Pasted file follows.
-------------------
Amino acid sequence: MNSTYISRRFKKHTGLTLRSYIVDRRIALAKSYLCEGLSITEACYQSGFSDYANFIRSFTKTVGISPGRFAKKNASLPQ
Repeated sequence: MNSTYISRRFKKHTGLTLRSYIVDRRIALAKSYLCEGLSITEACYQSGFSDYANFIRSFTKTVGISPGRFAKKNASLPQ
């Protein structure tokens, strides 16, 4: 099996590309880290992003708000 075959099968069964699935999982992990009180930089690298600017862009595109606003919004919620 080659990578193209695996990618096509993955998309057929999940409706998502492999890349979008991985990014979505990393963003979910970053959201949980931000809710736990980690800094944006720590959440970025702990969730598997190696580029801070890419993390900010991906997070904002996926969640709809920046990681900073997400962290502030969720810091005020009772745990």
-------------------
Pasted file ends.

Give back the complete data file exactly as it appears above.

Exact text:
Amino acid sequence: MNSTYISRRFKKHTGLTLRSYIVDRRIALAKSYLCEGLSITEACYQSGFSDYANFIRSFTKTVGISPGRFAKKNASLPQ
Repeated sequence: MNSTYISRRFKKHTGLTLRSYIVDRRIALAKSYLCEGLSITEACYQSGFSDYANFIRSFTKTVGISPGRFAKKNASLPQ
């Protein structure tokens, strides 16, 4: 099996590309880290992003708000 075959099968069964699935999982992990009180930089690298600017862009595109606003919004919620 080659990578193209695996990618096509993955998309057929999940409706998502492999890349979008991985990014979505990393963003979910970053959201949980931000809710736990980690800094944006720590959440970025702990969730598997190696580029801070890419993390900010991906997070904002996926969640709809920046990681900073997400962290502030969720810091005020009772745990």